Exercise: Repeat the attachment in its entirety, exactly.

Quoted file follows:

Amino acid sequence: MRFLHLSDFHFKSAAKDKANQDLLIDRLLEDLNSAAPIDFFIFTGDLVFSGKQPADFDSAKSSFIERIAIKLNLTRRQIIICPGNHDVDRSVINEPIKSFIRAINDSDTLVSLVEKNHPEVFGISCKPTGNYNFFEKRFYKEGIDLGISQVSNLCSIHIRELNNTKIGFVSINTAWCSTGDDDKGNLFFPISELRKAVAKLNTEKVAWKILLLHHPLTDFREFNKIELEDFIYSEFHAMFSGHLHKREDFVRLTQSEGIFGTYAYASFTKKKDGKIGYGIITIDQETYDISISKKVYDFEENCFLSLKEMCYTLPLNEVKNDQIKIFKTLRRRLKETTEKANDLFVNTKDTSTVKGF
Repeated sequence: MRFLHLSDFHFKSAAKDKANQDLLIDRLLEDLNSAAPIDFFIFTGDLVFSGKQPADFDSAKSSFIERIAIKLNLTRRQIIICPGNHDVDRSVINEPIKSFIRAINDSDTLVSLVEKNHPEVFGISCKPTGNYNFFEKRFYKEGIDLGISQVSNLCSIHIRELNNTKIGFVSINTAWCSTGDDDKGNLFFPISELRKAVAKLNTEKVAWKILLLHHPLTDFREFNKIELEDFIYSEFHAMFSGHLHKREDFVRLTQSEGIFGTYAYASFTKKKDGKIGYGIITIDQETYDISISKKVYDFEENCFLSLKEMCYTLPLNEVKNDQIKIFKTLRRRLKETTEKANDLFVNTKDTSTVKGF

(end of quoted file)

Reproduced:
Amino acid sequence: MRFLHLSDFHFKSAAKDKANQDLLIDRLLEDLNSAAPIDFFIFTGDLVFSGKQPADFDSAKSSFIERIAIKLNLTRRQIIICPGNHDVDRSVINEPIKSFIRAINDSDTLVSLVEKNHPEVFGISCKPTGNYNFFEKRFYKEGIDLGISQVSNLCSIHIRELNNTKIGFVSINTAWCSTGDDDKGNLFFPISELRKAVAKLNTEKVAWKILLLHHPLTDFREFNKIELEDFIYSEFHAMFSGHLHKREDFVRLTQSEGIFGTYAYASFTKKKDGKIGYGIITIDQETYDISISKKVYDFEENCFLSLKEMCYTLPLNEVKNDQIKIFKTLRRRLKETTEKANDLFVNTKDTSTVKGF
Repeated sequence: MRFLHLSDFHFKSAAKDKANQDLLIDRLLEDLNSAAPIDFFIFTGDLVFSGKQPADFDSAKSSFIERIAIKLNLTRRQIIICPGNHDVDRSVINEPIKSFIRAINDSDTLVSLVEKNHPEVFGISCKPTGNYNFFEKRFYKEGIDLGISQVSNLCSIHIRELNNTKIGFVSINTAWCSTGDDDKGNLFFPISELRKAVAKLNTEKVAWKILLLHHPLTDFREFNKIELEDFIYSEFHAMFSGHLHKREDFVRLTQSEGIFGTYAYASFTKKKDGKIGYGIITIDQETYDISISKKVYDFEENCFLSLKEMCYTLPLNEVKNDQIKIFKTLRRRLKETTEKANDLFVNTKDTSTVKGF